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Medical Indexes

Bruce McGregor

and Harriet S. Meyer

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Subscriber: null; date: 17 July 2019


Include only abbreviations used in the text being indexed (ie, if a text uses only an expanded form, eg, National Institutes of Health, but never the abbreviation, do not include “NIH” in the index).

Abbreviations are listed alphabetically among other entries (examples from Thomas9,10).

  • catheterization

  • CAT scan. See computed tomography

  • cat-scratch disease

  • CEA (carcinoembryonic antigen)

  • cecum

  • ectopic ACTH syndrome, 106, 107, 109

  • ectopic kidney, 2226

  • ectopic pregnancy, 1947, 2055–2056

Identical abbreviations are sorted by case; be consistent throughout the index, eg,

  • HeV, 232

  • HEV, 330–331

  • PaO2, 464

  • PAO2, 251

Use cross-references and expansions with abbreviations, as in these examples (first set from Thomas9).

  • CAT scan. See computed tomography

  • computed tomography (CT, CAT scan), 2715–2716

  • CT. See computed tomography

  • mitral stenosis (MS), 497

  • MS. See mitral stenosis; multiple sclerosis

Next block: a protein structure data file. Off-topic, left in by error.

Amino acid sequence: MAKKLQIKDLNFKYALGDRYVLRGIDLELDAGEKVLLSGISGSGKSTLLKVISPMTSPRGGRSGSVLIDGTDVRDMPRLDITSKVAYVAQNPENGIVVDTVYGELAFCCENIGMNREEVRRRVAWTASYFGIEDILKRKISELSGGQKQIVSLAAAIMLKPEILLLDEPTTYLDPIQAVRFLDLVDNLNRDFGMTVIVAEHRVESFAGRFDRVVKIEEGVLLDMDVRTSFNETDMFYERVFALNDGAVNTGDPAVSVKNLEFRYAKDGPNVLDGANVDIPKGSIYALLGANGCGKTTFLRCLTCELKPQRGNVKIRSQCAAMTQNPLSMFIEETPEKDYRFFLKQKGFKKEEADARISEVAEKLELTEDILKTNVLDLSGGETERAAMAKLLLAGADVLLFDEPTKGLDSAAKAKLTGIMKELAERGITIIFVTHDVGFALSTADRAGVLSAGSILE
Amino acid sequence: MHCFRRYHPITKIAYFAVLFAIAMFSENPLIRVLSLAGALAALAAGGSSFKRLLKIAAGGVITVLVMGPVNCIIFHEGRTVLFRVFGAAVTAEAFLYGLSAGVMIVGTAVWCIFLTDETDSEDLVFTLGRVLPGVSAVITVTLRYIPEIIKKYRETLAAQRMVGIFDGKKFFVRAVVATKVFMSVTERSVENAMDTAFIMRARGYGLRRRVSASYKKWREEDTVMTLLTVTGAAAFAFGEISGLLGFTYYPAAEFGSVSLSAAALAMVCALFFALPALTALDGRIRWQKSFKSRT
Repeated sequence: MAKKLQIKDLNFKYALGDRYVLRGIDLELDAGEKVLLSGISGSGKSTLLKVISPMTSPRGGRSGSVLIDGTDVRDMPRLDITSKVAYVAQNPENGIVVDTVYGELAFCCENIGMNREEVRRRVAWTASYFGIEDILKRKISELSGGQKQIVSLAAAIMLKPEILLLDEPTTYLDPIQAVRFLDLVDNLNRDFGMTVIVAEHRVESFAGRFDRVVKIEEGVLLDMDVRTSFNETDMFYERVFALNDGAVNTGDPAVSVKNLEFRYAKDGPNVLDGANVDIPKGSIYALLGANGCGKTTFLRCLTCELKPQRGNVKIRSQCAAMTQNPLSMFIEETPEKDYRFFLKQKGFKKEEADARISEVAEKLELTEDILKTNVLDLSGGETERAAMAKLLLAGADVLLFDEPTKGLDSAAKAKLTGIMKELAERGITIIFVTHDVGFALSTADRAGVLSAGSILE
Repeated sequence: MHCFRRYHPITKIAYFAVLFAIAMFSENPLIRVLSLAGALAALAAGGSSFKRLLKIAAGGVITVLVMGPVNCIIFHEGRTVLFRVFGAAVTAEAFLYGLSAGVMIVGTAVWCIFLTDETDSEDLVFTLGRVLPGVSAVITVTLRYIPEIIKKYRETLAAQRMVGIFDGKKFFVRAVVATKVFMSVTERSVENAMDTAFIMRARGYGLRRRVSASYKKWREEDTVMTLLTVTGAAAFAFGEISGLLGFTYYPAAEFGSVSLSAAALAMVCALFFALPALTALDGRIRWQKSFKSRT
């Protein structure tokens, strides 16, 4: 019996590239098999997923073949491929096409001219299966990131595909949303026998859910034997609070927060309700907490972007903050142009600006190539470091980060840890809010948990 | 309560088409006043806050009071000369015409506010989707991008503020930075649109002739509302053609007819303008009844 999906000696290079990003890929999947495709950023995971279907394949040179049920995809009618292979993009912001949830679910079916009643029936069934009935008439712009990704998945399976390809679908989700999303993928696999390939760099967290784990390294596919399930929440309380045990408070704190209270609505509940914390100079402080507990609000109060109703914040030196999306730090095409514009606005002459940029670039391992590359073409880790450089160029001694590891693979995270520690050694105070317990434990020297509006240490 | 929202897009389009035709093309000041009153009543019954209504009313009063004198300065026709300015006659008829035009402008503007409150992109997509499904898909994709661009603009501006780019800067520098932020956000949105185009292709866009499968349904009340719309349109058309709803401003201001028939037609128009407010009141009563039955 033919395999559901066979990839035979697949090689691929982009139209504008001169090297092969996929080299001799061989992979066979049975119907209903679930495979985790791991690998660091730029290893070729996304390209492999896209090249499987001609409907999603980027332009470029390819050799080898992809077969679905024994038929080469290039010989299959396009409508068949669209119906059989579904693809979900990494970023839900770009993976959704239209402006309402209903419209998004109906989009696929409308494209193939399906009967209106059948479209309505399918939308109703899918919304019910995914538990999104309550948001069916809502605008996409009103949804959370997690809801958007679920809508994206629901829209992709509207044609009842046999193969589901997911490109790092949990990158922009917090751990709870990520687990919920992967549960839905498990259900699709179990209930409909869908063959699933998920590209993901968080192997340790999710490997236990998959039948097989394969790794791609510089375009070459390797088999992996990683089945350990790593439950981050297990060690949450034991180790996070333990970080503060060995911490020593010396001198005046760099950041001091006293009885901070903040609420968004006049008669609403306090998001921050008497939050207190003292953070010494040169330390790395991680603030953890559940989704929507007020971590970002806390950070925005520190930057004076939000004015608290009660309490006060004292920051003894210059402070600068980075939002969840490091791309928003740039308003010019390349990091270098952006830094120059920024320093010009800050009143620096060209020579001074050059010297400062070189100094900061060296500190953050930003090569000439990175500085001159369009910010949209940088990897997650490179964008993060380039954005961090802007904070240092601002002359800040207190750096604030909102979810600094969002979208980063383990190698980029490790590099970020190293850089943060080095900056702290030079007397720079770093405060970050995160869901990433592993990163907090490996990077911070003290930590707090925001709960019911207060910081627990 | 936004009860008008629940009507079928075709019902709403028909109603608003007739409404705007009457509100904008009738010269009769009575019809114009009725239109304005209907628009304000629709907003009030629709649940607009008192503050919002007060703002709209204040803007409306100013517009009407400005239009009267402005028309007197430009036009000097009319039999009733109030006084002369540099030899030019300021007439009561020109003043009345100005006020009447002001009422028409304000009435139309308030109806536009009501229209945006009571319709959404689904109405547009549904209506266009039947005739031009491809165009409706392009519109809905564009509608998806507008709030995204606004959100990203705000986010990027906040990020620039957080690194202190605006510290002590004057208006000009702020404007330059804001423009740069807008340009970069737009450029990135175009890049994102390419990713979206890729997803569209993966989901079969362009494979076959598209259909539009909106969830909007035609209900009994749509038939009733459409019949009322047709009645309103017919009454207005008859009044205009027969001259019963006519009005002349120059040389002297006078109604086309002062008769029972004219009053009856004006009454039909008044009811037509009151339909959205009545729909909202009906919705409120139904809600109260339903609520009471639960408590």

• multiple sclerosis (MS), 497

The following example illustrates (1) a cross-reference with an abbreviated organism name and (2) use of roman cross-reference term (See) when entry terms are in italics.

E coli infection. See Escherichia coli infection

When an abbreviation is more familiar than the expansion, index under the abbreviation1,2; include the expansion in parentheses, use a cross-reference to the abbreviation from the expanded term, or both.4 Terms in this manual for which it is specified that the abbreviation may be used without expansion (see chapter 14.0, Abbreviations, and chapter 15.0, Nomenclature) should probably be indexed under the abbreviation. However, terms expanded at first mention, as recommended in this manual, may nevertheless be more familiar in their abbreviated form. Usage in the text being indexed is a guide to which form is more familiar.

deoxyribonucleic acid. See DNA

DNA, 112, 334, 556–560

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